After lunch it was back to the F2 and barge again, this time joined by Mike since Becca was fighting the effects of a cold and elected to sit this one out. Another very enjoyable and relaxing dive at around 15m – Mike spotted an impressive Conger under the bow section of ‘F2’.

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Thursday dawned rather stormy with a north west 6 or 7 blowing! Most of the other dive boats stayed tied up for the day, but John was confident he could get us in for a couple of quality dives again! Just 4 of us accepted the fresher conditions today, enjoying another cracking dive on the ‘SMS ‘Brummer’; Bethan & I headed towards the bow between the deck rail & the top row of portholes, running along the distance line to ensure we returned to the shot, essential for the surface conditions. Mike & Becca elected to go for a long swim through beneath us, easy to follow them in the good visibility again.

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After Bill’s quality lunch we headed to the SMS ‘Koln’ again, again using the distance line for confidence and a guaranteed return to the shot! Yet another stunning dive, all still below about 3m despite the lively top side near gale!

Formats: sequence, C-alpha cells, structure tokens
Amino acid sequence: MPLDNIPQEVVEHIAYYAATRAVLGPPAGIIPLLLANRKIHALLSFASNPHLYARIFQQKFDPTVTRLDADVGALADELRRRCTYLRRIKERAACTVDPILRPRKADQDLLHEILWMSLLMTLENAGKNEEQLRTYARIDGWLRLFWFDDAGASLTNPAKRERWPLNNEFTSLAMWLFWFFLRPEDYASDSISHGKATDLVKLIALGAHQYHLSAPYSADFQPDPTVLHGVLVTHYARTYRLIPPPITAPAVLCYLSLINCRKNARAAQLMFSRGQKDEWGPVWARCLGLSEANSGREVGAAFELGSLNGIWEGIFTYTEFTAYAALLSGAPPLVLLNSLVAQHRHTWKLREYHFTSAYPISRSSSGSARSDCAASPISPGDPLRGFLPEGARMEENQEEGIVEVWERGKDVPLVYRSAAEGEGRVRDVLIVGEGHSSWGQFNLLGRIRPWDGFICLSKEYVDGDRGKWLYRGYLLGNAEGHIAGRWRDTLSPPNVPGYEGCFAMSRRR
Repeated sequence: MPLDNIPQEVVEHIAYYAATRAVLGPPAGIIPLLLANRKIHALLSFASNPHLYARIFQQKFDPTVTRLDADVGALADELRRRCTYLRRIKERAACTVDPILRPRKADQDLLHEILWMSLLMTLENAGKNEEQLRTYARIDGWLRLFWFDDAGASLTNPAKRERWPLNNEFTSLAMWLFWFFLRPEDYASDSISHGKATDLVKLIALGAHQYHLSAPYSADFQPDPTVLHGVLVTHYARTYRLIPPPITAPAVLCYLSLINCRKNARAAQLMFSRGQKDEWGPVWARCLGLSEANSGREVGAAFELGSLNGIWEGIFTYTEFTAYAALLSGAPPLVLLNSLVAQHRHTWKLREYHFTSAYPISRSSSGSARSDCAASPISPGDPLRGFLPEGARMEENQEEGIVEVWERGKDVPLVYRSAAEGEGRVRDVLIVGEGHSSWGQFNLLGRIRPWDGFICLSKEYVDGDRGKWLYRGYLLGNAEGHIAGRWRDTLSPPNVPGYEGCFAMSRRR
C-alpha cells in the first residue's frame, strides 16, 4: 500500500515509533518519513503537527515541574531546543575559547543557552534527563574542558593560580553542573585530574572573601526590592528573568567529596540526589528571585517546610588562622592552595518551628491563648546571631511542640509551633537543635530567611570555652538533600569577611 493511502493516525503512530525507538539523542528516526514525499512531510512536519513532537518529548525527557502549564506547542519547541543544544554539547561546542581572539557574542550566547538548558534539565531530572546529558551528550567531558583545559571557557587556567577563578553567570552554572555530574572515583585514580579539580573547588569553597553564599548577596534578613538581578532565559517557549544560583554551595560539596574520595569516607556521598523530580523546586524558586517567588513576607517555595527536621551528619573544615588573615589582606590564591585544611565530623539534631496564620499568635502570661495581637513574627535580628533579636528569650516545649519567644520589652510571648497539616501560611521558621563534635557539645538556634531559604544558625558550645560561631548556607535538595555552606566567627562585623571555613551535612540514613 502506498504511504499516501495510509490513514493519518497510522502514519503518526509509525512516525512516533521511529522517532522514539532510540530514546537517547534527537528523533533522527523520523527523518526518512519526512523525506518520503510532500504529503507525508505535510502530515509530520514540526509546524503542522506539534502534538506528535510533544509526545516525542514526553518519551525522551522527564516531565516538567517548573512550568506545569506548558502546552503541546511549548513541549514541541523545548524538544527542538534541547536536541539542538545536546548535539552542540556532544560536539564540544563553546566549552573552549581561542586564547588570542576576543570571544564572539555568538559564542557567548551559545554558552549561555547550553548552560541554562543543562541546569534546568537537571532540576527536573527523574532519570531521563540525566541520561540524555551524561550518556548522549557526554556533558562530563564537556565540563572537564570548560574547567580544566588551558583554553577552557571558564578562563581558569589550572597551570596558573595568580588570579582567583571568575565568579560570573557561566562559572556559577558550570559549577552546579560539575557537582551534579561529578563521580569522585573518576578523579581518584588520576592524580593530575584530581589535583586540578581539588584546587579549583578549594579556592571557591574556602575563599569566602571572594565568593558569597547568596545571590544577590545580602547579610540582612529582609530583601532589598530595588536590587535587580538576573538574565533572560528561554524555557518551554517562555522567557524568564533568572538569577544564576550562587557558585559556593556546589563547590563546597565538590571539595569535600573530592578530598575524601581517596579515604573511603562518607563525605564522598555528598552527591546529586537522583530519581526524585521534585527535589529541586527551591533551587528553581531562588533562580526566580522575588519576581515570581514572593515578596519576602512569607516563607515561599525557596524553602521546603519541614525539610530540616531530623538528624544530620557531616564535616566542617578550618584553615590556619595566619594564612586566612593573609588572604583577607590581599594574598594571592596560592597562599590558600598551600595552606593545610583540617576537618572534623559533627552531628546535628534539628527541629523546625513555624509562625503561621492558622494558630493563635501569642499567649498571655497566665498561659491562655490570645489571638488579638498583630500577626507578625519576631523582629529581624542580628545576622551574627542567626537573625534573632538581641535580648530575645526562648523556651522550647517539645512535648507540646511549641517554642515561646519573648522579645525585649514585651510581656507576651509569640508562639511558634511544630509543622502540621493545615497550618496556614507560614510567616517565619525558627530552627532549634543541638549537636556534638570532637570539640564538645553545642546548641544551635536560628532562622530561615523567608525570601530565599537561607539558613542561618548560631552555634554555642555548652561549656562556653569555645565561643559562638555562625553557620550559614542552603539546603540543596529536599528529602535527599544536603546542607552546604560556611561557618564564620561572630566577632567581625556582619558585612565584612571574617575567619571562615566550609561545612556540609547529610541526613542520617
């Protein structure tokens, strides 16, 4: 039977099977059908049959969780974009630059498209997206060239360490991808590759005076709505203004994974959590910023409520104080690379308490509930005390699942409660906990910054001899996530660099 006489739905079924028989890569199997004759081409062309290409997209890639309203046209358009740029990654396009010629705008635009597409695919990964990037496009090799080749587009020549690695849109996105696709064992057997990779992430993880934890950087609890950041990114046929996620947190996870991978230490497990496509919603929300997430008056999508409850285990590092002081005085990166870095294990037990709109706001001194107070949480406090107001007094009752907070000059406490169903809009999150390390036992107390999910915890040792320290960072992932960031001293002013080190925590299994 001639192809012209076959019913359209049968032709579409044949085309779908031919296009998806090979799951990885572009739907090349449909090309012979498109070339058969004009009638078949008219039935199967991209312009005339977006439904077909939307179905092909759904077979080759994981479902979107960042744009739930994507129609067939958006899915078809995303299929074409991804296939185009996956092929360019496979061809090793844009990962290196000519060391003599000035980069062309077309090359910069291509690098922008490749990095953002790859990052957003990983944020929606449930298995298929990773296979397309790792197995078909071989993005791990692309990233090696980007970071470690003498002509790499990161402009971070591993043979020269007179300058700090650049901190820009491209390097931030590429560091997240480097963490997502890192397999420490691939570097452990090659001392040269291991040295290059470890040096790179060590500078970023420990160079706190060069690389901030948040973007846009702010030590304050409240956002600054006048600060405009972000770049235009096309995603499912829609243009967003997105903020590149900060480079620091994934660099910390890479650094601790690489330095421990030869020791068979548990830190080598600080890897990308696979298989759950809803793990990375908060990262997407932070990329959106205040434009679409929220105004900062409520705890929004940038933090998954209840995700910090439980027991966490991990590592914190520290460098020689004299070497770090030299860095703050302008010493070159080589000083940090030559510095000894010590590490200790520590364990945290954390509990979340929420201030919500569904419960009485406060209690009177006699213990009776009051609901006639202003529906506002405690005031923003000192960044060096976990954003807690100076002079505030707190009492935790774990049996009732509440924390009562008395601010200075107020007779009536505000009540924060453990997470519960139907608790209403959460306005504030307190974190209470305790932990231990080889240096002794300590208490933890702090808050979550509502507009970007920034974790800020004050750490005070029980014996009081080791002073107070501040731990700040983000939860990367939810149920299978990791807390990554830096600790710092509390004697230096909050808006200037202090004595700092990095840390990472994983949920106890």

On Thursday evening we had a very enjoyable dinner at the Stromness Hotel, joined by john the skipper and crew Bill and then Eco Kim & Anna arrived to enjoy the folk music going on in the restaurant too!!

Our final diving day dawned with calm conditions and a change in buddy pairings, Steve joining Hamish and Bethan joining Mike & Becca to plumb the depths and other delights of the SMS ‘Markgraf’. This is another huge battleship, 25,388 tons and 575 feet long! She lies deeper than most of the other German wrecks, so time to enjoy this spectacular wreck is limited. Loads of life clinging to the metal work again with Dahlia Anemones, lots of crabs, deadmen’s fingers but no fish!! This would need several dives to orientate everything and get a good idea which part of the wreck you’re on!

The final dive was back to the SMS ‘Karlsruhe’ again, where we started out on Saturday, now seeming rather shallow at mostly just 20 odd metres. Tried a bit of video – decent vis enable most of the team to be picked off with the camera!

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So that was the Scapa week of 2013. We all really enjoyed ourselves, made new friends and laid plans for a re-visit in 2014 with a view to taking in some of the northern Orkneys with more wrecks and scenic walls than in the Flow.

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Introduction to Foreshore and Underwater Archaeology – The Crannog Centre Loch Tay